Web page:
Look to Local Partners. I doubt you are unacquainted with the mission of your local parters, but if you are, get to know their vision before you get there. Little could be more encouraging to a long-term missionary than showing genuine care for the ministry they’ve devoted their lives to. But more than this, doing your homework will also tell you how to best come alongside them in their work. On a short-term trip, your time is best spent serving the long-term partner since they’ll be there long after you leave. So take a back seat, follow their lead, and see what will actually serve them longterm (not just give your team the best experience). And as a side note, you can begin serving them before you go by asking them if there is anything you can bring them from home – like care packages from loved ones, books, and even snacks they cannot get in their local country.
Be Ready to Grow. Don’t substitute your personal walk with Lord for serving him on a mission trip. It’s incredibly easy to place all your focus on your team, the work you’re doing, the travel plans, and all the sights to see. In doing so, you neglect communion with the source of your power. You must proactively combat this tendency to forgo your daily devotions on the trip. So before you leave, come up with a basic plan for reading your Bible and prayer. Also, expect to learn and grow a lot through what you do and experience; it would be prudent to have some sort of journal in which to process your thoughts.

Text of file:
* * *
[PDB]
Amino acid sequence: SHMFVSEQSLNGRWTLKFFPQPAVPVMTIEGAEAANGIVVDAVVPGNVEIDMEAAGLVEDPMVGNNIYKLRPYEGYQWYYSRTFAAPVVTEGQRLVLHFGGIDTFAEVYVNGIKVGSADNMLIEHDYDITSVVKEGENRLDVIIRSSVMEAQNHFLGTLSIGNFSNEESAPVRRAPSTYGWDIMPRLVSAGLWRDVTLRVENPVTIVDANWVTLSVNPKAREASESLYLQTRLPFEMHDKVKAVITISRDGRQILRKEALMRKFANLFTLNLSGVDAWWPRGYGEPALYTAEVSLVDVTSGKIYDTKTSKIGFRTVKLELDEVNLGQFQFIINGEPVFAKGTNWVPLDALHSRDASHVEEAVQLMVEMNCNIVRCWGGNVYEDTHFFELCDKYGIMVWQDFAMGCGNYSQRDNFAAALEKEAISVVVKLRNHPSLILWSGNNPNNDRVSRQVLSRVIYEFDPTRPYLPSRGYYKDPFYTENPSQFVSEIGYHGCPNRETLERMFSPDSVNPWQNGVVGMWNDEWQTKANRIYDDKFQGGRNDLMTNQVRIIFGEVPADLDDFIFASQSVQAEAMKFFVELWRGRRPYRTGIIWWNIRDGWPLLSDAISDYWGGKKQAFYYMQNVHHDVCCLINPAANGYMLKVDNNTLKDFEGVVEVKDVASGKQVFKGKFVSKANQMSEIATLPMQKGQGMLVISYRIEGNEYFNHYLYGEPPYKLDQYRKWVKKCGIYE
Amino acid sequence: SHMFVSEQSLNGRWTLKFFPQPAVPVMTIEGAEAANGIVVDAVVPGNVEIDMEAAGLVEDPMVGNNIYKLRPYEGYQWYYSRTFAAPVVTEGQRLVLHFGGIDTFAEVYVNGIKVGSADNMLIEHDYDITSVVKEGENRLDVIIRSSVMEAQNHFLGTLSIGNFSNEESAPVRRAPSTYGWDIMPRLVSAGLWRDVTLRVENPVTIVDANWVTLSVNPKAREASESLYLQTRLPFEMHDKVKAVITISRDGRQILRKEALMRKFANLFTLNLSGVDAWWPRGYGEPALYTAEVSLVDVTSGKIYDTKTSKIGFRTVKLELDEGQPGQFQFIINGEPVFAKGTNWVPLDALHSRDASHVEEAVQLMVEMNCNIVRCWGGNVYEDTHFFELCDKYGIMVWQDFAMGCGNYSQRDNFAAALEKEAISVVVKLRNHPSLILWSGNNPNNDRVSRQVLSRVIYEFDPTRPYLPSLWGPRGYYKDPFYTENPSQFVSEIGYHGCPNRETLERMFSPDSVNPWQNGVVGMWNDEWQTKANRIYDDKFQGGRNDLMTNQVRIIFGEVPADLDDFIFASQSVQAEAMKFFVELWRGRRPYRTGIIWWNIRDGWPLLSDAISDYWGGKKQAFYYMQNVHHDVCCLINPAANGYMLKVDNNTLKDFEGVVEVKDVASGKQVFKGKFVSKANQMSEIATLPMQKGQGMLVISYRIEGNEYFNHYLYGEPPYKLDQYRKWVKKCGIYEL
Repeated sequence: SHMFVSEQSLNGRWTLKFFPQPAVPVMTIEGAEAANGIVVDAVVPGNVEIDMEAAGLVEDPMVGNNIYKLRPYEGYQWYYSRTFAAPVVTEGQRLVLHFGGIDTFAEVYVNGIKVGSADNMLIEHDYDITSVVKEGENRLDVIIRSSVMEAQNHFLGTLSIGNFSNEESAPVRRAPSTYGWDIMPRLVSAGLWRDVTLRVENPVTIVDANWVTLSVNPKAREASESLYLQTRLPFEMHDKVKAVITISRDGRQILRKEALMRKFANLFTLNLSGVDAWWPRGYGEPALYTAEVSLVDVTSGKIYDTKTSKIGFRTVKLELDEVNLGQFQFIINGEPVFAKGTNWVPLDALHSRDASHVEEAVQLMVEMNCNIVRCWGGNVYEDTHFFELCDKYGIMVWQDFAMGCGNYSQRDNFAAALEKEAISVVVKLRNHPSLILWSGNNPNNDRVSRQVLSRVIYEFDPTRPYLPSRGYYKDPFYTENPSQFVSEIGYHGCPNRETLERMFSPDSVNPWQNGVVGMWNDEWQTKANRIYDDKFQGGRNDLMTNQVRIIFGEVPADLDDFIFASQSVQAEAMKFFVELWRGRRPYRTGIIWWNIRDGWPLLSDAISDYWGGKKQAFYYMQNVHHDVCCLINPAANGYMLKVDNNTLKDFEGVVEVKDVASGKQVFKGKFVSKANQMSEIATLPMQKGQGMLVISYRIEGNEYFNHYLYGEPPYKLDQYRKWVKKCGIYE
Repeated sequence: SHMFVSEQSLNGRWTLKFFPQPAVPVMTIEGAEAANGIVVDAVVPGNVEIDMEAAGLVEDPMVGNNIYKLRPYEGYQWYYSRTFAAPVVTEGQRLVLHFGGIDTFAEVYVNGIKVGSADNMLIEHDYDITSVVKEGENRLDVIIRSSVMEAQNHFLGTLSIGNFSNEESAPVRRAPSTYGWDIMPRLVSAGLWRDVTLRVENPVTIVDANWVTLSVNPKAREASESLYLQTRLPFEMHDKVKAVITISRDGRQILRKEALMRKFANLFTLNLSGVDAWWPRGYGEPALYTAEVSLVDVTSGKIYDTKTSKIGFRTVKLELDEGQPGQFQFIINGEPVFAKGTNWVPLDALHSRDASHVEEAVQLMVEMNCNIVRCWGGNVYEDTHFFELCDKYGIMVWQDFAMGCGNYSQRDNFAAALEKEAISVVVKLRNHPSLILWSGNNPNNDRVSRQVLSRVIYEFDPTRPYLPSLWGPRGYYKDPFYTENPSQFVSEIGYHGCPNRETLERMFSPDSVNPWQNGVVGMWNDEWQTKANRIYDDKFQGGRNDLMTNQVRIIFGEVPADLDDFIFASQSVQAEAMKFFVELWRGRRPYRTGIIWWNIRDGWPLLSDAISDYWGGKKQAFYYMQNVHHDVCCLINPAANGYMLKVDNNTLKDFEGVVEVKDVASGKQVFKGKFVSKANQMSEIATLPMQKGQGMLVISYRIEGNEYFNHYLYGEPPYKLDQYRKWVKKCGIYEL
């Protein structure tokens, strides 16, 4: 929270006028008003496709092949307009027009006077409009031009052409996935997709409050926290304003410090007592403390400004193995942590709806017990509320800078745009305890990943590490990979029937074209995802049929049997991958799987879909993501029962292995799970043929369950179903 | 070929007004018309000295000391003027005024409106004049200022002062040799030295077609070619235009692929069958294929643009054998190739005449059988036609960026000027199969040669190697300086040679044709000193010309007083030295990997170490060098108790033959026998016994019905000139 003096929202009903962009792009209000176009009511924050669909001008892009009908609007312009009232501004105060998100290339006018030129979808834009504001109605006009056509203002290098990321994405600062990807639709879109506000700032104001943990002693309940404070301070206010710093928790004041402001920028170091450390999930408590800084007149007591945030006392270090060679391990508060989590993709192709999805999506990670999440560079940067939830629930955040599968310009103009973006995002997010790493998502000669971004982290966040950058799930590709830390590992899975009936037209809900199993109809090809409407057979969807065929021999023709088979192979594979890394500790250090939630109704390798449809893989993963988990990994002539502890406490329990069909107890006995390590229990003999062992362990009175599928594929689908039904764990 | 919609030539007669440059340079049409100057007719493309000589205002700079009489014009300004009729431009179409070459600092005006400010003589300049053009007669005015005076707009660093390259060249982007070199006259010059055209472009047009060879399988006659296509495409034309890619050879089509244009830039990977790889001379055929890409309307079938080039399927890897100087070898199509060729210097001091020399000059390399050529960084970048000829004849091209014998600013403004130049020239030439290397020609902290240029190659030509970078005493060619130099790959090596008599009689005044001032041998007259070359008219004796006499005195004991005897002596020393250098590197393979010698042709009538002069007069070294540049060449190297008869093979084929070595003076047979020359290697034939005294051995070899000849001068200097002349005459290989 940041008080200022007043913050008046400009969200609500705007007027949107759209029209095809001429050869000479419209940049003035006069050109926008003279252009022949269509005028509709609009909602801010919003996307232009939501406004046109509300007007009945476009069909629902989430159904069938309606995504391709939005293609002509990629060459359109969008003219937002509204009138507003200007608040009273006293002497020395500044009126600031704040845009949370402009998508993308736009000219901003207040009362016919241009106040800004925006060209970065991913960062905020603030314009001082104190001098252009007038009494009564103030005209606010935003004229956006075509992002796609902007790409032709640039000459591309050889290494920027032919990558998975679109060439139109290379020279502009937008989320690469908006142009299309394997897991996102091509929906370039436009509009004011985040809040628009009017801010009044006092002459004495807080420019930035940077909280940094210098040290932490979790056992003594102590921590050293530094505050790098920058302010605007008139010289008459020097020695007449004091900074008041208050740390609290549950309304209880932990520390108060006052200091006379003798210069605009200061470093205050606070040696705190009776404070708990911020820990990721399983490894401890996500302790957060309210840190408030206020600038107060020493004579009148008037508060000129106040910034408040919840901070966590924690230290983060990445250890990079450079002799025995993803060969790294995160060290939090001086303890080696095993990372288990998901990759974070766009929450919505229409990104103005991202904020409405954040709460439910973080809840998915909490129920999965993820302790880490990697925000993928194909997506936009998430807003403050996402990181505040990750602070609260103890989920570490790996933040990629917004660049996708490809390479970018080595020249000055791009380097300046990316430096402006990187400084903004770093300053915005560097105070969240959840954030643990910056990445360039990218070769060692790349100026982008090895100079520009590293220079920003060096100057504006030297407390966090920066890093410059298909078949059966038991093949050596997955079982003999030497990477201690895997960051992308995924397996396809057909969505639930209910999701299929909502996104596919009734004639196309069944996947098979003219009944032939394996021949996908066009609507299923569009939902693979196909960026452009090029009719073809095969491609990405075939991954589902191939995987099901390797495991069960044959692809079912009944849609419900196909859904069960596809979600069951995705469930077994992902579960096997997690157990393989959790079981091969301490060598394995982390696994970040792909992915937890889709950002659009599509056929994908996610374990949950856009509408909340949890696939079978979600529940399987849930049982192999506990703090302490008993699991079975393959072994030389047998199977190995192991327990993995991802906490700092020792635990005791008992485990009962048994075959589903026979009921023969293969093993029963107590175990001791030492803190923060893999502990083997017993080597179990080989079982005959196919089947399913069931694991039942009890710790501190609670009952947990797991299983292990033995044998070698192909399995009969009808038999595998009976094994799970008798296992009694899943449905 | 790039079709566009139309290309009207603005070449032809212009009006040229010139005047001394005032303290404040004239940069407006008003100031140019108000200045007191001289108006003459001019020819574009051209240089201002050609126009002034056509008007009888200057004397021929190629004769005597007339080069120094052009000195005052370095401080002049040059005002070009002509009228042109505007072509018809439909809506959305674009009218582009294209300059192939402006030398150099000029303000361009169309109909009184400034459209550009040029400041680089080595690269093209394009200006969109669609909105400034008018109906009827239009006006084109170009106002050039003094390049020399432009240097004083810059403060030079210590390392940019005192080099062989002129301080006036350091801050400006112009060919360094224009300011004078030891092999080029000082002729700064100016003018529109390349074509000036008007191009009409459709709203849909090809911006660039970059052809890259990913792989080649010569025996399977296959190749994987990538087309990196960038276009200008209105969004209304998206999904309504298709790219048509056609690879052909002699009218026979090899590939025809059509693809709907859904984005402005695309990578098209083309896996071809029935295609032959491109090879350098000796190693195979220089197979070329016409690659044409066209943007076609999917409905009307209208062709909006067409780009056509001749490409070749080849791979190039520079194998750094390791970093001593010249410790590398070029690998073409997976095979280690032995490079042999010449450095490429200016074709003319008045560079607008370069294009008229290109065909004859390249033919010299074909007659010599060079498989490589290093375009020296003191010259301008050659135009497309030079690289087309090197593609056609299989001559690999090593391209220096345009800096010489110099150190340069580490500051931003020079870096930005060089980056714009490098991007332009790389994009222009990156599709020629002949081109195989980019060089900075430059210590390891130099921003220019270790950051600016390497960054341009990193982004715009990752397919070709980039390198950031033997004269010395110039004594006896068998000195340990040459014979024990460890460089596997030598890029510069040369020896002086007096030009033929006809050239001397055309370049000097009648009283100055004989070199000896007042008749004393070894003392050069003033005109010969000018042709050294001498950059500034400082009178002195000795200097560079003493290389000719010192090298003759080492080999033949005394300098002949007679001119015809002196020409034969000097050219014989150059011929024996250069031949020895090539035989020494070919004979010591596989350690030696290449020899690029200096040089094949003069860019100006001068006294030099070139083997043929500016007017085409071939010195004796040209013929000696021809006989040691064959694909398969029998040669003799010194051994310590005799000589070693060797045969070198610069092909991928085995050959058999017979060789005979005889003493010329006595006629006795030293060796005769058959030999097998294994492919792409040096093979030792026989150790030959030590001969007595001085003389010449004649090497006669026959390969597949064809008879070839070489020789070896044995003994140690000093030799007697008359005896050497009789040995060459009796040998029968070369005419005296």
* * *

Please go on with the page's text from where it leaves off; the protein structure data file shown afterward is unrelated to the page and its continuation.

Plan for Change. Though flexibility is key on the mission field, being flexible is different than not having a plan. In fact, flexibility often requires more planning. When your in-country transportation is running two hours late, have a section of Scripture ready to begin (or continue) memorizing. If the ministry plans fall through for a day, have some sort of backup plan in place to encourage your teammates and/or local partners. If a more pressing need arises, don’t be so married to your original itinerary that you can’t adjust. Humbly serve according to the advice of trusted local leadership even if it diverges from your preconceived notion of service. And if something strange is placed on the dinner plate before you, it’s time for you to expand your palette.
Posted on May 19th, 2015 by Jonathan
Near the end of Paul life, he wrote the following words to Timothy:
As for you, always be sober-minded, endure suffering, do the work of an evangelist, fulfill your ministry. For I am already being poured out as a drink offering, and the time of my departure has come. I have fought the good fight, I have finished the race, I have kept the faith. Henceforth there is laid up for me the crown of righteousness, which the Lord, the righteous judge, will award to me on that Day, and not only to me but also to all who have loved his appearing. (2 Tim 4:5-8)